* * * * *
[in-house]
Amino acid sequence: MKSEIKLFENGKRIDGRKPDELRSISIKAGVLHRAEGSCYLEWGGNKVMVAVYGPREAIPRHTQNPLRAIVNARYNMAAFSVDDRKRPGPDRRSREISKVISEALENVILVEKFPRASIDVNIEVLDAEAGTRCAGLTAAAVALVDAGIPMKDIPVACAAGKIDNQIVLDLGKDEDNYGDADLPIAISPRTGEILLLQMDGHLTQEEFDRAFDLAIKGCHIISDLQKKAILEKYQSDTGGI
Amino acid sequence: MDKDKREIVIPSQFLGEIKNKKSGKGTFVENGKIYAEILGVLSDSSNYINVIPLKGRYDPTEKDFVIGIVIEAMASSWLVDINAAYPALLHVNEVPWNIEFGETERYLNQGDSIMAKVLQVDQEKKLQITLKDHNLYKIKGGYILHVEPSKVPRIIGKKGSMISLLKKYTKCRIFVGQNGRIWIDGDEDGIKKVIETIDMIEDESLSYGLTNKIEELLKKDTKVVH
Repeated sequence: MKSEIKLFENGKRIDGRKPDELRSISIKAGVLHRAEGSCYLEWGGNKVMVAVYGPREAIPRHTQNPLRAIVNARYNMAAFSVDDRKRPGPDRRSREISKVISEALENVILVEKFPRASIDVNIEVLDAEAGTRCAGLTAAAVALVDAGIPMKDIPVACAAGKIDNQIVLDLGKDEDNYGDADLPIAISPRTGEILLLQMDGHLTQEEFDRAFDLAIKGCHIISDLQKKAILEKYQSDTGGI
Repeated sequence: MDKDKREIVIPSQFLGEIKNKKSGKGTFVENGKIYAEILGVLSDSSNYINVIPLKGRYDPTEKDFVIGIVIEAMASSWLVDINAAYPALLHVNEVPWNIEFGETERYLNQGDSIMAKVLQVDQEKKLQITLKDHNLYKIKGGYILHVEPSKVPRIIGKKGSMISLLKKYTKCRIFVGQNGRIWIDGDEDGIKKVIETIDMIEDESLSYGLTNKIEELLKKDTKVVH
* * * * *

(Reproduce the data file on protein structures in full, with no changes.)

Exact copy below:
[in-house]
Amino acid sequence: MKSEIKLFENGKRIDGRKPDELRSISIKAGVLHRAEGSCYLEWGGNKVMVAVYGPREAIPRHTQNPLRAIVNARYNMAAFSVDDRKRPGPDRRSREISKVISEALENVILVEKFPRASIDVNIEVLDAEAGTRCAGLTAAAVALVDAGIPMKDIPVACAAGKIDNQIVLDLGKDEDNYGDADLPIAISPRTGEILLLQMDGHLTQEEFDRAFDLAIKGCHIISDLQKKAILEKYQSDTGGI
Amino acid sequence: MDKDKREIVIPSQFLGEIKNKKSGKGTFVENGKIYAEILGVLSDSSNYINVIPLKGRYDPTEKDFVIGIVIEAMASSWLVDINAAYPALLHVNEVPWNIEFGETERYLNQGDSIMAKVLQVDQEKKLQITLKDHNLYKIKGGYILHVEPSKVPRIIGKKGSMISLLKKYTKCRIFVGQNGRIWIDGDEDGIKKVIETIDMIEDESLSYGLTNKIEELLKKDTKVVH
Repeated sequence: MKSEIKLFENGKRIDGRKPDELRSISIKAGVLHRAEGSCYLEWGGNKVMVAVYGPREAIPRHTQNPLRAIVNARYNMAAFSVDDRKRPGPDRRSREISKVISEALENVILVEKFPRASIDVNIEVLDAEAGTRCAGLTAAAVALVDAGIPMKDIPVACAAGKIDNQIVLDLGKDEDNYGDADLPIAISPRTGEILLLQMDGHLTQEEFDRAFDLAIKGCHIISDLQKKAILEKYQSDTGGI
Repeated sequence: MDKDKREIVIPSQFLGEIKNKKSGKGTFVENGKIYAEILGVLSDSSNYINVIPLKGRYDPTEKDFVIGIVIEAMASSWLVDINAAYPALLHVNEVPWNIEFGETERYLNQGDSIMAKVLQVDQEKKLQITLKDHNLYKIKGGYILHVEPSKVPRIIGKKGSMISLLKKYTKCRIFVGQNGRIWIDGDEDGIKKVIETIDMIEDESLSYGLTNKIEELLKKDTKVVH